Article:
The sinoatrial node is a bundle of tissue at the top of the heart near where the superior vena cava enters the right atrium. It initiates the electrical impulse that starts the cycle of the heart beat based on the nerves leading into it that control the actual heart rate, a combination of the vagus nerve and the nerves of the paralimbic system. As such, it is usually referred to as the heart's primary pacemaker even though other cells can contract independently. It was first identified in a mole heart by a British medical student, Martin Flack, who published his results in 1907.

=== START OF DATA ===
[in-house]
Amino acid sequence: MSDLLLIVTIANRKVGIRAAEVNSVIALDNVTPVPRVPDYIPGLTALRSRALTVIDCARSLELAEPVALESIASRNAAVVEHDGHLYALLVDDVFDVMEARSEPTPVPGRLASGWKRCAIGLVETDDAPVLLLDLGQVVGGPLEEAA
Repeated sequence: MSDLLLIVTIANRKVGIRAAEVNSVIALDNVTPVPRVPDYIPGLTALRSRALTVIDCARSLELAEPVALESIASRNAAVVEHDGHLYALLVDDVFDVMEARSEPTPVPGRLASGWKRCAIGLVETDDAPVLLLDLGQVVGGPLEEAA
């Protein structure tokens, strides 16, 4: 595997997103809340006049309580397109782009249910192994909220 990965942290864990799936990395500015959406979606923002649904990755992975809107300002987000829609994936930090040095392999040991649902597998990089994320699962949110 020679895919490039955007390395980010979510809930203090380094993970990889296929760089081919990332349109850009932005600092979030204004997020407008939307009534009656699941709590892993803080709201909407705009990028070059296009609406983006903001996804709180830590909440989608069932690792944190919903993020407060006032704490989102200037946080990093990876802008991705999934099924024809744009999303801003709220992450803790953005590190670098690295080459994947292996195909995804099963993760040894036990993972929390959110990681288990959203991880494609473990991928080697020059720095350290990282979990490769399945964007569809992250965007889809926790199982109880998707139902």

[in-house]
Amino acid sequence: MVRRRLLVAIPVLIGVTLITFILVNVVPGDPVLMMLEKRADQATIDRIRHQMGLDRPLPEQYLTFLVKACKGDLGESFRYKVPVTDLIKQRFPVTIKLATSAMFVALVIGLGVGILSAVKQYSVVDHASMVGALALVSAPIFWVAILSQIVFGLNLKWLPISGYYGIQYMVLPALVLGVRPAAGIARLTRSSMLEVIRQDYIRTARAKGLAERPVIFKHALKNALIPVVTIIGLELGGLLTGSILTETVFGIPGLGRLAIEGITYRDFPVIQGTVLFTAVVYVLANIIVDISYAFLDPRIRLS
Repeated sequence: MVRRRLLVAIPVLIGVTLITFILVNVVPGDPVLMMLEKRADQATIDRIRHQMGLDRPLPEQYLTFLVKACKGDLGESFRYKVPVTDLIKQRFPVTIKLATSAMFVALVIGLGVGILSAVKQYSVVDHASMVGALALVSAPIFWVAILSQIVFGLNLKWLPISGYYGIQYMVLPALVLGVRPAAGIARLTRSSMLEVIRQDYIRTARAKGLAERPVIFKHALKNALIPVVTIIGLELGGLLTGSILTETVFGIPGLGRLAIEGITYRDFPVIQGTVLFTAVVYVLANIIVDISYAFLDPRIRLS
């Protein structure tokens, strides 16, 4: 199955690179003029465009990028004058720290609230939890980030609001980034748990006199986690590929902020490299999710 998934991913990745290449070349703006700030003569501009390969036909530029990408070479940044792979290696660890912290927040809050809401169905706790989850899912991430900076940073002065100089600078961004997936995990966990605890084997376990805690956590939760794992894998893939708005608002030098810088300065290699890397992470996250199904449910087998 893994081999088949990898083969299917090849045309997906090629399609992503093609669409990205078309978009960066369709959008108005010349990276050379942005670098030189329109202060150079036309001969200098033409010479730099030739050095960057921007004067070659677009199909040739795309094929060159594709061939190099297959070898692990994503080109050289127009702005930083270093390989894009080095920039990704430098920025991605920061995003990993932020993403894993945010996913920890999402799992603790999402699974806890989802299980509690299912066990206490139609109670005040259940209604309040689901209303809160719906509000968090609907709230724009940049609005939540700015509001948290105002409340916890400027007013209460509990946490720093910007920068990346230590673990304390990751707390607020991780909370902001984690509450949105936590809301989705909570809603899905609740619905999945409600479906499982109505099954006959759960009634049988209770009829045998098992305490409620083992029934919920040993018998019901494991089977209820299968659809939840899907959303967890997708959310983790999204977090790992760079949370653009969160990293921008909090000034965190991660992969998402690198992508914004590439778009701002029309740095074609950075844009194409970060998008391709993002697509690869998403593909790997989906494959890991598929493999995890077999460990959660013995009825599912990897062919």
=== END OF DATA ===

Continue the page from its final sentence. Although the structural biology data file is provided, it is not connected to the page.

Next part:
The node is supplied with blood by an independent artery that is connected to either of the coronary arteries.

Arrhythmia is commonly caused by a defect in the sinoatrial node. It can be caused when the node is damaged due to a lack of proper blood supply (sick sinus syndrome).

If the sinoatrial node is permanently diabled, either by damage to the node or by disconnecting the node from the rest of the heart, the atrioventricular node will often take over as the primary pacemaker.

Sinoatrial node at Wikipedia

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